It is the week of Easter. The birds sing love songs, the scent of lilies floats on rather cool winds, the sun saunters in and out of clouds, and children are riding bikes and playing ball. Where do I find myself, but sitting outside an empty tomb, huddled and hugging my knees close.
Throughout Lent, my daily fast was to empty myself of something. So I really am not surprised to be making a vigil at the consummate empty—the tomb.
Shall I back up a bit? Last Thursday—the Holy one—was spent tying up loose ends at the parish in which I minister. That evening, we brought our love, our aches, our hopes to the opening of the Triduum. My husband and I washed feet that evening. In that ritual, as I observed the families who bathe each other’s feet and the strangers who care for each other, I knew another empty-ing of self. My back ached, my knees screamed, but the tenderness I witnessed drew forth the ego that had so stubbornly refused to exit in the previous weeks.
Good Friday evening arrived and with it, a bit of resistance on my part to leaving the comfort of my home to attend one of the most profound of services. [Apparently not all of my ego emptied out the previous night.] In quiet, I drove the twenty minutes to Church and felt the call to empty stir anew.
I love this service—the proclamation of the Passion, the suffering servant of Isaiah and the Veneration of the Cross.
During the Veneration, I was drawn to the wood of the Cross like metal to a magnet. Grabbing the cross, I hugged it, hugged it tight. The big empty began—the week of painful news for several friends, the times of sitting with folks and hearing their wounds and difficulties, my own fatigue—all of it, wrapped around that piece of wood.
Holy Saturday and the Great Vigil of Easter finally dawned—such joy! Singing, dancing, fire and water, oil and scent, flowers and banners and celebrations of new life! Tears flowed, laughter poured forth.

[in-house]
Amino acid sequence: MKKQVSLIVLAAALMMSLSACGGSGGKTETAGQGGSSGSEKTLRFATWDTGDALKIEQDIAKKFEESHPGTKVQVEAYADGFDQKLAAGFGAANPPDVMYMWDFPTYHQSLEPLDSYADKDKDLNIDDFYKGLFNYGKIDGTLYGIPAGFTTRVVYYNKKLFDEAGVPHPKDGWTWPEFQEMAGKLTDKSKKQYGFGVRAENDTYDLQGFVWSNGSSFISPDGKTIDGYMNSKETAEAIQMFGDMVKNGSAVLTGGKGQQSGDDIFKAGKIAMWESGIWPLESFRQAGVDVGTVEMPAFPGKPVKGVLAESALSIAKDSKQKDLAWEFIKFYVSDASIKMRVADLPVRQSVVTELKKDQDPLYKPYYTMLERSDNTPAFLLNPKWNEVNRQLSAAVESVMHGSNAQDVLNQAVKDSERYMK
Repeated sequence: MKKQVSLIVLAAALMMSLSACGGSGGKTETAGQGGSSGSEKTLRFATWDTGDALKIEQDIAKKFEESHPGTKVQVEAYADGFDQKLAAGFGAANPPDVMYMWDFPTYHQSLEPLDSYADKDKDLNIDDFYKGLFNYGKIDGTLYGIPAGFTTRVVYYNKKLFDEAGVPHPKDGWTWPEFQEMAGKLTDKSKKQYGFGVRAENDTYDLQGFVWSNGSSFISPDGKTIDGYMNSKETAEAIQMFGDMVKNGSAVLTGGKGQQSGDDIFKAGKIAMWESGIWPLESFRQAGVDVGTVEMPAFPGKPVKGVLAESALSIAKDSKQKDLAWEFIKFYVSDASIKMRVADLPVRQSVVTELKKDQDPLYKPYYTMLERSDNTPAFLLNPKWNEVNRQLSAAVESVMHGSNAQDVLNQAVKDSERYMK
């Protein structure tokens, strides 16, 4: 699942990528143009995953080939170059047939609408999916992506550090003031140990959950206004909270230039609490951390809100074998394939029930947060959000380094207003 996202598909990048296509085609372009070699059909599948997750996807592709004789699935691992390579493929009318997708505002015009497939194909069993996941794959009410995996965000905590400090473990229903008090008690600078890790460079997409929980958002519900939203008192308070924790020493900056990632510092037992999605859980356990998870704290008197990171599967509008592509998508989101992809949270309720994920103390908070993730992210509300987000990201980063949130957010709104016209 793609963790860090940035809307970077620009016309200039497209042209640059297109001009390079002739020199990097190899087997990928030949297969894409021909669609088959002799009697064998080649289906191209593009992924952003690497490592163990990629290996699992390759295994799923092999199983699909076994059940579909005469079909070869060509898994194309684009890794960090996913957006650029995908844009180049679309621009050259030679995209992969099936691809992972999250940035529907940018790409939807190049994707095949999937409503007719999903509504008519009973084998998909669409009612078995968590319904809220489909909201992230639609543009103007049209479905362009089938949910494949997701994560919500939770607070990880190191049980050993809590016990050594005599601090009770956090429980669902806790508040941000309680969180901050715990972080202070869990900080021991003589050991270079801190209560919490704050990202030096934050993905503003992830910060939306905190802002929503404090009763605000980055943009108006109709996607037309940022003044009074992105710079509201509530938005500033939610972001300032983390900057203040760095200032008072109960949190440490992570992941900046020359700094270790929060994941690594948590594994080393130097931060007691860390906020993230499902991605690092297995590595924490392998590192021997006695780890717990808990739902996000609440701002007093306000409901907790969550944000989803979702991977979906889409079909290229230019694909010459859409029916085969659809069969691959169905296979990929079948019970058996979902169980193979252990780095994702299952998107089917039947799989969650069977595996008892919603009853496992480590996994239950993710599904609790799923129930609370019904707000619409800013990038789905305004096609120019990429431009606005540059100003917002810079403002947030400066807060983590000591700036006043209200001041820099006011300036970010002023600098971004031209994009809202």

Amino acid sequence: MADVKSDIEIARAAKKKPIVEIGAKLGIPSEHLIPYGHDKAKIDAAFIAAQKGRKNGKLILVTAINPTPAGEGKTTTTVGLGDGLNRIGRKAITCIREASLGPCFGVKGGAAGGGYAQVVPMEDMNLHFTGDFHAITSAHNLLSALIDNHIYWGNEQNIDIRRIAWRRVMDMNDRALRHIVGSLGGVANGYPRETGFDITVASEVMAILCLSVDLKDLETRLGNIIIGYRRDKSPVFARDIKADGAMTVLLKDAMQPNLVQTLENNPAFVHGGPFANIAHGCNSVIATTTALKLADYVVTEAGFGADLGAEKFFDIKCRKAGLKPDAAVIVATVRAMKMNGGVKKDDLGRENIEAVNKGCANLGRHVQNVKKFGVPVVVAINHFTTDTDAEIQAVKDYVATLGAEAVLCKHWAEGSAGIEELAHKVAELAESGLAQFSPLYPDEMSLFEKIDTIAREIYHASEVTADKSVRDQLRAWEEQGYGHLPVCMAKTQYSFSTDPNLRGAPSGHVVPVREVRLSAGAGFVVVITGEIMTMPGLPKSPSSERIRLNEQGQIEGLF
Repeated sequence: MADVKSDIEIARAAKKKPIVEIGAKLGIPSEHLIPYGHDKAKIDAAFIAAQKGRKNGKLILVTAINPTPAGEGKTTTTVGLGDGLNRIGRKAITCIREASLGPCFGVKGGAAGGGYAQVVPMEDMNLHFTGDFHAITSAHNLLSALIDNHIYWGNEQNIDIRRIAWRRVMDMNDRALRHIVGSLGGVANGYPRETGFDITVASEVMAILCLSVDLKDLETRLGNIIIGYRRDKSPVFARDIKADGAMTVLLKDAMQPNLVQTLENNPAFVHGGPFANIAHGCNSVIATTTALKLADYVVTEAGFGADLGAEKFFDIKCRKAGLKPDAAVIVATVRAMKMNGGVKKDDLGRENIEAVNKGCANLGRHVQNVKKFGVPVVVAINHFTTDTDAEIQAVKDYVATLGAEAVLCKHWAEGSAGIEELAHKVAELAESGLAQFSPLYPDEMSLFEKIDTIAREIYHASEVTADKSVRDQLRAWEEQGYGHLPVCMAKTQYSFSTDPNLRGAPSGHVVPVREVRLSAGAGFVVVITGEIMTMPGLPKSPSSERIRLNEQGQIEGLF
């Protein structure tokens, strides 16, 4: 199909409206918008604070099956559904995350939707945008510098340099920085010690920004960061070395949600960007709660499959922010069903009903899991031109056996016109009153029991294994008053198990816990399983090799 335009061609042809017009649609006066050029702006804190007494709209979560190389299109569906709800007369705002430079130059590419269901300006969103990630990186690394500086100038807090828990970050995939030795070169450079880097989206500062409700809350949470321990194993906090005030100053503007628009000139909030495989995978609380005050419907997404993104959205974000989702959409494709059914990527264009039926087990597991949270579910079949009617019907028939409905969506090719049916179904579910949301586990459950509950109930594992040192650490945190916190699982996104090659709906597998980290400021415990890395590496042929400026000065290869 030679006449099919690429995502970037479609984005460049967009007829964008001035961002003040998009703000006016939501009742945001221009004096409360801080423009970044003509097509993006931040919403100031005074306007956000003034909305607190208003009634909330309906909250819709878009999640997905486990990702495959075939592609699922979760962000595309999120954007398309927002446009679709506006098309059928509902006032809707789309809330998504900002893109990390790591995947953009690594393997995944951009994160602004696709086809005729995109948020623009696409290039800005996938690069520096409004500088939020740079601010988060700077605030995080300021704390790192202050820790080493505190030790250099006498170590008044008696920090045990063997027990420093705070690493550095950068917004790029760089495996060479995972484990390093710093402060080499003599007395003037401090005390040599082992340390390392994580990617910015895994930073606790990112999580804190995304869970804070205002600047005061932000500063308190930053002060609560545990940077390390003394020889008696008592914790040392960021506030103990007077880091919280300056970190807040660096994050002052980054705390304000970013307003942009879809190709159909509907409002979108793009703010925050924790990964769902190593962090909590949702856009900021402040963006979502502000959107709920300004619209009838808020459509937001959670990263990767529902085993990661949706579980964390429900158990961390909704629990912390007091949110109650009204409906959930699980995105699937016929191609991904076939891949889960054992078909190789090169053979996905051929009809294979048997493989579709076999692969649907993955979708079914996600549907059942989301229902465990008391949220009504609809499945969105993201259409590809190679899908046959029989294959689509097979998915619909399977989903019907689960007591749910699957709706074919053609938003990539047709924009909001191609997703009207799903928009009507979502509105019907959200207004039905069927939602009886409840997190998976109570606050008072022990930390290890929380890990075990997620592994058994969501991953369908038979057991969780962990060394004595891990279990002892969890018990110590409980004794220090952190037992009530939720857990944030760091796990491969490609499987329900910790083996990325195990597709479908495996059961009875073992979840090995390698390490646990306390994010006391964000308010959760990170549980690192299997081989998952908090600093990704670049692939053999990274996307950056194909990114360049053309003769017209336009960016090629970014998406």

Nature abhors a vacuum. What was emptied cried out to be filled copiously.
Easter Sunday night, I settled into bed, exhausted from the long and busy weeks and days that had brought me to this moment of rest. I prayed by recalling the story of the women coming to the tomb on Easter morning. I employed an Ignatian prayer imagination technique and inserted myself into this story:
I watched from a little bit of a distance as first the women discovered the empty tomb, and then, as the men found the same. When all were gone, I crept to the space where the stone had been and peeked in. I noticed the linens and wrappings, but I mainly noticed the emptiness. And so, not knowing what else to do, I sat outside the tomb, huddling and hugging my knees close.
At several points during the night, I awoke, and continued to play out this story. But all I recall clearly is waking up this morning, and finding myself outside the empty tomb.
I guess that is appropriate. All of my prayer for emptiness brought me to an empty space.
Some might say that this is a sad ending to the spiritual work of a season. I would disagree.
The birds are singing. The children playing. The sun and wind vacillate between winter and spring. And I have been given a place to rest. To refuel. To breathe in and receive.
The work lies ahead, always. But this week, there is peace, rest and the gift of Easter life.